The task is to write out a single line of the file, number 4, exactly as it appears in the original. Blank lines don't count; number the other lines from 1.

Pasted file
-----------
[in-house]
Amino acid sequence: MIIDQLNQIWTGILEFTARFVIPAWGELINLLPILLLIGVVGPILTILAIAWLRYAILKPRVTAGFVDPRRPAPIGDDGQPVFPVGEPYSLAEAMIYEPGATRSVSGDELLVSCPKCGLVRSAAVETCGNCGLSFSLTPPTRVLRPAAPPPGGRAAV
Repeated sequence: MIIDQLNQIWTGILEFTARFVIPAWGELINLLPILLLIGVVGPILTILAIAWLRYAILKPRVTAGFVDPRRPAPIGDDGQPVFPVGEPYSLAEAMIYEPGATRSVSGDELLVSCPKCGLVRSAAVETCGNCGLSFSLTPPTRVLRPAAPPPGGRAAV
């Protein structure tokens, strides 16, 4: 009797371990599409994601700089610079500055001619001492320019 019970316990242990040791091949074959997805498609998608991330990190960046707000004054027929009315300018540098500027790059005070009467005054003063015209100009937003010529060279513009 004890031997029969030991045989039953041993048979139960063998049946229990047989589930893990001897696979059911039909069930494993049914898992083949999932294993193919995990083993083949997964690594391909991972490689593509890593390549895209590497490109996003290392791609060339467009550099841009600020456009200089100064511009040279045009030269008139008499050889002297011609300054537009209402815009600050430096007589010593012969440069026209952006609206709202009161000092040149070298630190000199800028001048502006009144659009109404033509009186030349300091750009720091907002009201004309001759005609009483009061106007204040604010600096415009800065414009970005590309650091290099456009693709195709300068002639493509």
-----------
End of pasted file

């Protein structure tokens, strides 16, 4: 009797371990599409994601700089610079500055001619001492320019 019970316990242990040791091949074959997805498609998608991330990190960046707000004054027929009315300018540098500027790059005070009467005054003063015209100009937003010529060279513009 004890031997029969030991045989039953041993048979139960063998049946229990047989589930893990001897696979059911039909069930494993049914898992083949999932294993193919995990083993083949997964690594391909991972490689593509890593390549895209590497490109996003290392791609060339467009550099841009600020456009200089100064511009040279045009030269008139008499050889002297011609300054537009209402815009600050430096007589010593012969440069026209952006609206709202009161000092040149070298630190000199800028001048502006009144659009109404033509009186030349300091750009720091907002009201004309001759005609009483009061106007204040604010600096415009800065414009970005590309650091290099456009693709195709300068002639493509």